However, based on our discussions, the underlying intent for GIFT City's future doesn't seem to align with the unrestricted offshore investment aspirations of Indian-based families. As Zac Lucas from Spencer West LLP, a senior participant in our discussion in Mumbai, pointed out, the vision for GIFT City is more of a 'mid-shore' model. The ultimate goal isn't to allow capital ownership to move out of India; rather, ultimate beneficial ownership of any GIFT Family Office would remain firmly within Indian borders. This framework only partially addresses the desires of families to diversify capital ownership outside India. But this still leads one to consider whether this means that GIFT City is not what onshore investors and their representative professionals were prima facie hoping for.
Points from the powers that be
Several pivotal advancements have been made recently. In the FinTech sector, the IFSCA introduced the "FinTech Entity Framework 2022" to both foster and oversee FinTech activities within the IFSC. Furthermore, the IFSCA launched a FinTech Incentive Scheme in February 2022, marking its position as the pioneering Indian financial sector regulator to design an incentive program that offers financial grants specifically for FinTech initiatives.
Shifting focus to domestic matters, GIFT City, India's premier International Financial Services Centre, is strategically placed to encourage Indian startups that have moved abroad to consider returning – a process the IFSCA describes as "reverse flipping". To make this vision a reality, the IFSCA stresses the creation of an entrepreneur-friendly regulatory environment, a competitive tax system complemented by financial incentives, and ensuring access to global investors for domestic firms. The goal is to establish a reputation as a leading global FinTech hub. The IFSCA also highlights the importance of tapping into top-tier Indian talent and advancing technological integration. Moreover, the regulator points out that the GIFT IFSC boasts modern infrastructure and is well-connected.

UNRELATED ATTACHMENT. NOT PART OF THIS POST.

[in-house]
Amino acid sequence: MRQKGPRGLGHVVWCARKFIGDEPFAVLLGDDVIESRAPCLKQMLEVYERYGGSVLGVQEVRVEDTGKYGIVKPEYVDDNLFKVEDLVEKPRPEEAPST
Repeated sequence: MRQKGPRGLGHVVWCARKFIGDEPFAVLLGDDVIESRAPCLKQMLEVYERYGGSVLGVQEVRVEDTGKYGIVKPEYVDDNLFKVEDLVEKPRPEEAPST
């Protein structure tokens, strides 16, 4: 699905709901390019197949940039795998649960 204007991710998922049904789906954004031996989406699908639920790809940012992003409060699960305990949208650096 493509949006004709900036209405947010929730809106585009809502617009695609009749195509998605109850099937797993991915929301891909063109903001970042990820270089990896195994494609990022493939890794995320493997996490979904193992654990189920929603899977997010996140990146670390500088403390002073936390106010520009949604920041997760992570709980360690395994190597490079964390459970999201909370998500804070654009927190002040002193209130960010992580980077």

Assessing the current picture
The present scenario presents its own set of challenges. A perceived lack of collaboration from the RBI and the disconnect between domestic regulatory players underscore the need for transparent guidelines. Issues such as the feasibility of hosting fund managers in GIFT City, the call for hybrid solutions, and the quest for market stability are critical. While GIFT City offers potential, it grapples with regulatory hurdles, emphasizing the need for a more efficient KYC/AML system. Even though the IFSCA plays a significant role, its scope appears limited, suggesting a potential need for a dedicated regulatory institution.
Furthermore, the IFSCA itself has spotlighted challenges like tax rationalization, fostering onshore development to retain businesses domestically, among others. Our experts further still emphasized the need for precise definitions and realistic financial benchmarks as foundational solutions.
Having delved deep into the intricacies of GIFT City in a recent thought leadership discussion, Hubbis has dissected its complexities and debated potential solutions, especially focusing on its offerings for asset managers, family offices, and other critical segments. The future of GIFT City is poised intriguingly between India's vast financial potential and the challenges that lie ahead. Look forward to our upcoming series for Hubbis that unravels our insights and consolidates the views of the local and international community. Stay tuned!